Dwayne Johnson is the king of big-budget action spectacles. He has achieved the trifecta.Skyscraper is a worthy successor to Jumanji: Welcome to the Jungle and Rampage. While the film is completely different thematically, it has the same popcorn cinema elements that are so damned entertaining. I must admit to being underwhelmed by Skyscraper's marketing campaign. The poster of him leaping from the crane into the building was laughable. Thankfully, the movie is not. Skyscraper is a disaster thrill ride that's infectiously gripping.

Skyscraper takes place in Hong Kong. A Chinese billionaire, Zhao (Chin Han), is on the verge of opening the world's tallest building; a glittering glass and steel behemoth called The Pearl. Dwayne Johnson stars as Will Sawyer, a former FBI agent turned security consultant; who lost a leg in the line of duty. Sawyer's job is to inspect The Pearl for insurance companies. Zhao has allowed Sawyer's wife (Neve Campbell) and children to stay in a luxury suite during the process. Just as the building is about to be certified, a sophisticated group of terrorists attack. The building's safety systems are crippled. The Pearl is set ablaze. Sawyer must rescue his family, while repelling the bad guys and uncovering their true intentions.

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Skyscraper is not quite Die Hard meets The Towering Inferno. That's too easy a categorization. Sawyer engages in gunplay, but isn't shredding bad guys and dropping f-bombs like John McClane. This adventure is deadly, but firmly in the PG-13 realm. Sawyer's mission is frenetic and harrowing. He has to get into The Pearl after the fire. Then survive by his wits and trusty prosthetic leg. It isn't an Uzi, but just as helpful. Meanwhile, his family is running for their lives while being chased by Eurotrash bad guys. It's a cat and mouse game with a whole lot of fiery chaos raining down.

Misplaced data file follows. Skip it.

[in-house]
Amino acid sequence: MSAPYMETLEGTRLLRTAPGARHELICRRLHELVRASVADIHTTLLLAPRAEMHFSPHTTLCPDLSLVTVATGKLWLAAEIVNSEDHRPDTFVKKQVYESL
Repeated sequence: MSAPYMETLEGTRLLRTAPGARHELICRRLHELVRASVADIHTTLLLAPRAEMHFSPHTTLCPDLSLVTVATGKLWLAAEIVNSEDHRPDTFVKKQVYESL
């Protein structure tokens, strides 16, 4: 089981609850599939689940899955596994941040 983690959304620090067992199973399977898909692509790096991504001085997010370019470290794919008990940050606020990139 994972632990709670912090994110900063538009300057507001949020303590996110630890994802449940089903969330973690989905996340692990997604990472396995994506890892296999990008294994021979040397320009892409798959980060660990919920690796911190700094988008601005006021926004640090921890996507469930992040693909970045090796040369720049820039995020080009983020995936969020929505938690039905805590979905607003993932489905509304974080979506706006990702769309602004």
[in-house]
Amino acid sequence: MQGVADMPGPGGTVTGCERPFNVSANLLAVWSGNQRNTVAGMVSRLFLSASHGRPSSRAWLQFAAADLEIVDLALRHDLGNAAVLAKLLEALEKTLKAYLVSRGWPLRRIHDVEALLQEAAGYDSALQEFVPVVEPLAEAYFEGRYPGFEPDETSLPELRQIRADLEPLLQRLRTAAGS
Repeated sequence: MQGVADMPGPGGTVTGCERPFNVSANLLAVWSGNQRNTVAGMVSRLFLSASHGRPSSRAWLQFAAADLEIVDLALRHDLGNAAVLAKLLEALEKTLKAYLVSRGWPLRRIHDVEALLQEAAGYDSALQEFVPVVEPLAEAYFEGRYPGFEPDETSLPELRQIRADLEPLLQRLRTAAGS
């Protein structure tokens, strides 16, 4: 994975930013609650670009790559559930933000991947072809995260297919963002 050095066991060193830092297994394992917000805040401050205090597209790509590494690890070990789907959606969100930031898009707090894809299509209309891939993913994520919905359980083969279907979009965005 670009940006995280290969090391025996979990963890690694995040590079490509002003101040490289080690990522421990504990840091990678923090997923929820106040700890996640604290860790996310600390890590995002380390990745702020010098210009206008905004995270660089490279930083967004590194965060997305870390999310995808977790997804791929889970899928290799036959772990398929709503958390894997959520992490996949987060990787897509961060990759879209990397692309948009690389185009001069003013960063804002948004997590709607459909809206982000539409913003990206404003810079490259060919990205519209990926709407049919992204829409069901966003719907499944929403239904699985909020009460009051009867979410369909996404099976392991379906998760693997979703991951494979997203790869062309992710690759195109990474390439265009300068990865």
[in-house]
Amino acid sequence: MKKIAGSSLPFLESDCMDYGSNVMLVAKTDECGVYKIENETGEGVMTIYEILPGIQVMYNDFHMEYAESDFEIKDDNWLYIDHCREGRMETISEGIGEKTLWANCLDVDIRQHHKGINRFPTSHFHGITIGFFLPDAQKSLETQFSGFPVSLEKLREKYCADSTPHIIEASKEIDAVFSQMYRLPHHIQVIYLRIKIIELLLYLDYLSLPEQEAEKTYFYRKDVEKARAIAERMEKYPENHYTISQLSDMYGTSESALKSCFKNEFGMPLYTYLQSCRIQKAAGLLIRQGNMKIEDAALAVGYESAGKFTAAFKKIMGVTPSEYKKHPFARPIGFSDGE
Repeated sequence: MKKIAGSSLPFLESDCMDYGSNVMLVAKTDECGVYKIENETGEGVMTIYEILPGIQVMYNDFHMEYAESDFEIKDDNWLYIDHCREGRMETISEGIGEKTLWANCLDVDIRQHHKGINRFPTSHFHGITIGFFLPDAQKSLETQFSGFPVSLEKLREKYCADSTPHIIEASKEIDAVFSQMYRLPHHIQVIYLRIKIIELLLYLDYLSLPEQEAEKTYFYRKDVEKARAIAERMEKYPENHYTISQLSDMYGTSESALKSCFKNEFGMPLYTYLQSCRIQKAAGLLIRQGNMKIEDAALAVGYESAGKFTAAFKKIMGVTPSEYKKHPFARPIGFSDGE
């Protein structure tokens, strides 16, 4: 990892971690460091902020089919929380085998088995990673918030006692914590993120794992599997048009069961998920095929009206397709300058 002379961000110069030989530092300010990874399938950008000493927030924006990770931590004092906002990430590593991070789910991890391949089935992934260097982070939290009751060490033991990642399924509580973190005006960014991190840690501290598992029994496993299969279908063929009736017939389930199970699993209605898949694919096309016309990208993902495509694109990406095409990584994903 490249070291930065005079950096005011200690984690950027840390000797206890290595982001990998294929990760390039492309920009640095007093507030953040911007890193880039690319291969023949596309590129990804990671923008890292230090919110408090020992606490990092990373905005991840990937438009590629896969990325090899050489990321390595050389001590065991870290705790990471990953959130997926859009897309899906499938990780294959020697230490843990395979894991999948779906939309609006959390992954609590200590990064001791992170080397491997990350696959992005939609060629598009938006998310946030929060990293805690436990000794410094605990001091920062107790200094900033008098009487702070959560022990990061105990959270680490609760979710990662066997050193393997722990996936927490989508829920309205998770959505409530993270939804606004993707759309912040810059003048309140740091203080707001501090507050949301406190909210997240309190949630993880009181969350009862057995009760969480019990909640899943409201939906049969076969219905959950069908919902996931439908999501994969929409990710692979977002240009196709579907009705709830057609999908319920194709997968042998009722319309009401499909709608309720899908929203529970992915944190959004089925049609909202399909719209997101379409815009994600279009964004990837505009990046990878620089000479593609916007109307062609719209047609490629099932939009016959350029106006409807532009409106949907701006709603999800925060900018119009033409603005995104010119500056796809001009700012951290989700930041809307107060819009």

Writer/director Rawson Marshall Thurber (We're the Millers, Central Intelligence) preys on instinctual fears. The dizzying heights and ravenous fire are frighteningly realistic. Thurber establishes tension early and skillfully keeps the blood racing throughout. Only in the end can the audience exhale. Granted, there has to be major suspension of disbelief. But that's the fun in a summer disaster flick. Skyscraper isn't quibbling about the details or logic. The film does not try to outsmart you.

One aspect of Skyscraper does have unexpected humor. Chin Han, who plays Zhao, had the exact same role in The Dark Knight. In that film, the Chinese gangster - Lau, escapes Gotham City to a skyscraper in Hong Kong, only to be recaptured by Batman. I could almost imagine Batman swooping in to rescue the Sawyers and Zhao. A friend slyly commented that the police should have turned on the bat signal when the building catches fire. Chin Han is a fine actor with a long and varied career. It's just a bit funny to see him a decade later stuck in the same situation. I firmly understand that only nerds like myself will see this connection.

From Universal Pictures, Skyscraper is a vertigo inducing actioner for a global audience. The state of the art visual effects and production design sell the disaster gloriously. The big reveal won't blow your mind, but does fit neatly in the context of the story. Skyscraper will entertain as long as you accept the premise. Dwayne Johnson has another win at the box office.

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